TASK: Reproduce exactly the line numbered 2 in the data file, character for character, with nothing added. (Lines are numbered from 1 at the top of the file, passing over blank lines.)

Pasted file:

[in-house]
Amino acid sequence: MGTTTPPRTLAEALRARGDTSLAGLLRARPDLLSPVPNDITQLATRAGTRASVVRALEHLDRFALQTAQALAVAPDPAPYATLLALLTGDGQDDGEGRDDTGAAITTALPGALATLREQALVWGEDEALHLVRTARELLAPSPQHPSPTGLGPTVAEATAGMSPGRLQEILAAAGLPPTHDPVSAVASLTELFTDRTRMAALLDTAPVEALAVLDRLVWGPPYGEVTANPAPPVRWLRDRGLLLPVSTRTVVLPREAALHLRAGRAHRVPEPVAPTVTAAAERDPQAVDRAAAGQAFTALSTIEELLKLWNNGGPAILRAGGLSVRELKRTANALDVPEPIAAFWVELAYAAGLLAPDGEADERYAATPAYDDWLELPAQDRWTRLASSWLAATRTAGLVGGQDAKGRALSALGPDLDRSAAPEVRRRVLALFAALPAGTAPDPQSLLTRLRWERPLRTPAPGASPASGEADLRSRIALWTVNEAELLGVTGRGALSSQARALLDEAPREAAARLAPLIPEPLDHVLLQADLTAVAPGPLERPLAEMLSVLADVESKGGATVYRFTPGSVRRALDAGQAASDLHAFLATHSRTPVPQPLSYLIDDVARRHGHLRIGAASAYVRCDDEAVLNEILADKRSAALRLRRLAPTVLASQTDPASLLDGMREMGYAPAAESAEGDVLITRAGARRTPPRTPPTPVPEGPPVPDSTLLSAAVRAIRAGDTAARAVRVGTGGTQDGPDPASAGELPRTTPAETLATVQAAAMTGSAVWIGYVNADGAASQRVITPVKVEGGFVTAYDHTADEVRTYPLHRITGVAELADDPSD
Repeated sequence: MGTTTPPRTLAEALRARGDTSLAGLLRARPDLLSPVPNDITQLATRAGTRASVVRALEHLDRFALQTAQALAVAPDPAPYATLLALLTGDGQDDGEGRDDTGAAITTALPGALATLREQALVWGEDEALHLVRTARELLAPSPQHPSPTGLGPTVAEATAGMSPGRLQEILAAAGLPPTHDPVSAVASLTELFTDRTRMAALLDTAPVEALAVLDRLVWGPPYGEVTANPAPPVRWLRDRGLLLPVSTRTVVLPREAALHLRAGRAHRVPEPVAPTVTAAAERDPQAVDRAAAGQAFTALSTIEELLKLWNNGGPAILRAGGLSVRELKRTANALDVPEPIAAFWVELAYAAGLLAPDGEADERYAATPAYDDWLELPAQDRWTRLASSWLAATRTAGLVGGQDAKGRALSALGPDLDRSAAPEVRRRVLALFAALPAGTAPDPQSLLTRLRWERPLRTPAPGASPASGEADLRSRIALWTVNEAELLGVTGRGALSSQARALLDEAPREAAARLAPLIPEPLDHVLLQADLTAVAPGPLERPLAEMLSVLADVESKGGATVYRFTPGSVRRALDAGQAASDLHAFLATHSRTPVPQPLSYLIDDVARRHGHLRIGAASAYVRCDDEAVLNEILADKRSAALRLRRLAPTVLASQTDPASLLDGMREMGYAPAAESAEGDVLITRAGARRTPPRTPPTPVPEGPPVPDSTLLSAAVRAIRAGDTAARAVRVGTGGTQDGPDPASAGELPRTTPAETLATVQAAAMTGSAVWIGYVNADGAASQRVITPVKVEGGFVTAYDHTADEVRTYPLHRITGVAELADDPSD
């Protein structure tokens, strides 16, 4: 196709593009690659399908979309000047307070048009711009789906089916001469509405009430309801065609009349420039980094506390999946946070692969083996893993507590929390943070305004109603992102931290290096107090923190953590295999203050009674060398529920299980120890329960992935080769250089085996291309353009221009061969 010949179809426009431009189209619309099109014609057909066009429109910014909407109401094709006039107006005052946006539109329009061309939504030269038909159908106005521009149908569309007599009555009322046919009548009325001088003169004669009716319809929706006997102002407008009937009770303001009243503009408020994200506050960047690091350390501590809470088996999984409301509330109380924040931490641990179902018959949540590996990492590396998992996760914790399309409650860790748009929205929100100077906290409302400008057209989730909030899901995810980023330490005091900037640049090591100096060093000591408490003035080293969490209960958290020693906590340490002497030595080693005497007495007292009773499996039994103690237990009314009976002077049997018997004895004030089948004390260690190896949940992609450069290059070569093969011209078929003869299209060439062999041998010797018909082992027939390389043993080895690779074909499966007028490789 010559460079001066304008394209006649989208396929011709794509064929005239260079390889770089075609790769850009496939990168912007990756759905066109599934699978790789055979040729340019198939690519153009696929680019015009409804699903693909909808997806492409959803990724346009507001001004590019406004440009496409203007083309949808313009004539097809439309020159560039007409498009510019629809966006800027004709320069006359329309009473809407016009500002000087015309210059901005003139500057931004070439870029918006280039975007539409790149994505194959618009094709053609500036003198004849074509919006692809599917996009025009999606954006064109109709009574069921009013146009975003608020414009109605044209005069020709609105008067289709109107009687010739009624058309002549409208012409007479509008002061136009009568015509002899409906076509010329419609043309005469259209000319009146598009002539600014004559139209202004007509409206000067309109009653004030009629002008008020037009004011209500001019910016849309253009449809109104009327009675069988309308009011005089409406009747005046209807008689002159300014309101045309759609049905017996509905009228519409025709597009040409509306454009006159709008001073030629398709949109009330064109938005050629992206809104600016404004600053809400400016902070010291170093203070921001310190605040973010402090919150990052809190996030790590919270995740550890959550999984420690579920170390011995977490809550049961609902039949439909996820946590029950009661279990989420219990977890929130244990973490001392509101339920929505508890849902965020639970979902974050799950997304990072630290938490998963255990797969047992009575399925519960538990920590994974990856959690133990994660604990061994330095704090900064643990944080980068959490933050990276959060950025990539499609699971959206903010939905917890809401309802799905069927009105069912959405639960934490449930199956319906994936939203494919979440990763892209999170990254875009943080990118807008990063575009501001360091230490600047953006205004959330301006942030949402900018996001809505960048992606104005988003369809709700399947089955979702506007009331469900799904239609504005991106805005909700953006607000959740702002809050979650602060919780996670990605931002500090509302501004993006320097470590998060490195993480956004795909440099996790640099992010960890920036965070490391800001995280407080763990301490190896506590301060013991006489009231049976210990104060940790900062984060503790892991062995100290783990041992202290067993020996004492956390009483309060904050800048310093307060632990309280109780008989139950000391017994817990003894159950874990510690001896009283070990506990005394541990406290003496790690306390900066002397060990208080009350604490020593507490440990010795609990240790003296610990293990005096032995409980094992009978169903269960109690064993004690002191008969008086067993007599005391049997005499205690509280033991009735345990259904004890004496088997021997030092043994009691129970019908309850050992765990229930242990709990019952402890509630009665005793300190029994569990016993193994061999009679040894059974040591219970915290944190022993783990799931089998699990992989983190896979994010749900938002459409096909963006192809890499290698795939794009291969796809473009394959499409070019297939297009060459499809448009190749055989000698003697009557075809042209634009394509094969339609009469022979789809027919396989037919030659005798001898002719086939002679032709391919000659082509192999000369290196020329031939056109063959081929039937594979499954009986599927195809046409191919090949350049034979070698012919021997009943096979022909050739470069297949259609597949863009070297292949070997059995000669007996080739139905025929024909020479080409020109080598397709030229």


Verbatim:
Amino acid sequence: MGTTTPPRTLAEALRARGDTSLAGLLRARPDLLSPVPNDITQLATRAGTRASVVRALEHLDRFALQTAQALAVAPDPAPYATLLALLTGDGQDDGEGRDDTGAAITTALPGALATLREQALVWGEDEALHLVRTARELLAPSPQHPSPTGLGPTVAEATAGMSPGRLQEILAAAGLPPTHDPVSAVASLTELFTDRTRMAALLDTAPVEALAVLDRLVWGPPYGEVTANPAPPVRWLRDRGLLLPVSTRTVVLPREAALHLRAGRAHRVPEPVAPTVTAAAERDPQAVDRAAAGQAFTALSTIEELLKLWNNGGPAILRAGGLSVRELKRTANALDVPEPIAAFWVELAYAAGLLAPDGEADERYAATPAYDDWLELPAQDRWTRLASSWLAATRTAGLVGGQDAKGRALSALGPDLDRSAAPEVRRRVLALFAALPAGTAPDPQSLLTRLRWERPLRTPAPGASPASGEADLRSRIALWTVNEAELLGVTGRGALSSQARALLDEAPREAAARLAPLIPEPLDHVLLQADLTAVAPGPLERPLAEMLSVLADVESKGGATVYRFTPGSVRRALDAGQAASDLHAFLATHSRTPVPQPLSYLIDDVARRHGHLRIGAASAYVRCDDEAVLNEILADKRSAALRLRRLAPTVLASQTDPASLLDGMREMGYAPAAESAEGDVLITRAGARRTPPRTPPTPVPEGPPVPDSTLLSAAVRAIRAGDTAARAVRVGTGGTQDGPDPASAGELPRTTPAETLATVQAAAMTGSAVWIGYVNADGAASQRVITPVKVEGGFVTAYDHTADEVRTYPLHRITGVAELADDPSD